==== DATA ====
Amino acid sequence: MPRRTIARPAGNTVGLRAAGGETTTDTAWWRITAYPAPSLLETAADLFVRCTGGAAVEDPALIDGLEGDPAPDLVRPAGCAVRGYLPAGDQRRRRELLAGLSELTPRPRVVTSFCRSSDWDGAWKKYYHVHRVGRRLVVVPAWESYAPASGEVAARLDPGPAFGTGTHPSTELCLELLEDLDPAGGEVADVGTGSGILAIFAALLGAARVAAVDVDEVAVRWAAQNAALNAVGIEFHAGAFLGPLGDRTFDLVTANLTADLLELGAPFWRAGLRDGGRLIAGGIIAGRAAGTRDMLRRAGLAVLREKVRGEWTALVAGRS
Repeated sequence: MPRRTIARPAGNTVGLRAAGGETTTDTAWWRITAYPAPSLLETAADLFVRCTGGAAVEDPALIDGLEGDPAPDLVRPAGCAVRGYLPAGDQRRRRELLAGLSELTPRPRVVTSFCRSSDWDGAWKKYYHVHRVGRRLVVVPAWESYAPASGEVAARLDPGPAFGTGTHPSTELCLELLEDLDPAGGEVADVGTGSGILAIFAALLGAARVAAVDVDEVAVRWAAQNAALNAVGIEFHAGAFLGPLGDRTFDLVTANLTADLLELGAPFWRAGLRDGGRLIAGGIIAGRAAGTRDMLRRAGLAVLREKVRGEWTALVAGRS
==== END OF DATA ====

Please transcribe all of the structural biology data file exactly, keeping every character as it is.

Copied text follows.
Amino acid sequence: MPRRTIARPAGNTVGLRAAGGETTTDTAWWRITAYPAPSLLETAADLFVRCTGGAAVEDPALIDGLEGDPAPDLVRPAGCAVRGYLPAGDQRRRRELLAGLSELTPRPRVVTSFCRSSDWDGAWKKYYHVHRVGRRLVVVPAWESYAPASGEVAARLDPGPAFGTGTHPSTELCLELLEDLDPAGGEVADVGTGSGILAIFAALLGAARVAAVDVDEVAVRWAAQNAALNAVGIEFHAGAFLGPLGDRTFDLVTANLTADLLELGAPFWRAGLRDGGRLIAGGIIAGRAAGTRDMLRRAGLAVLREKVRGEWTALVAGRS
Repeated sequence: MPRRTIARPAGNTVGLRAAGGETTTDTAWWRITAYPAPSLLETAADLFVRCTGGAAVEDPALIDGLEGDPAPDLVRPAGCAVRGYLPAGDQRRRRELLAGLSELTPRPRVVTSFCRSSDWDGAWKKYYHVHRVGRRLVVVPAWESYAPASGEVAARLDPGPAFGTGTHPSTELCLELLEDLDPAGGEVADVGTGSGILAIFAALLGAARVAAVDVDEVAVRWAAQNAALNAVGIEFHAGAFLGPLGDRTFDLVTANLTADLLELGAPFWRAGLRDGGRLIAGGIIAGRAAGTRDMLRRAGLAVLREKVRGEWTALVAGRS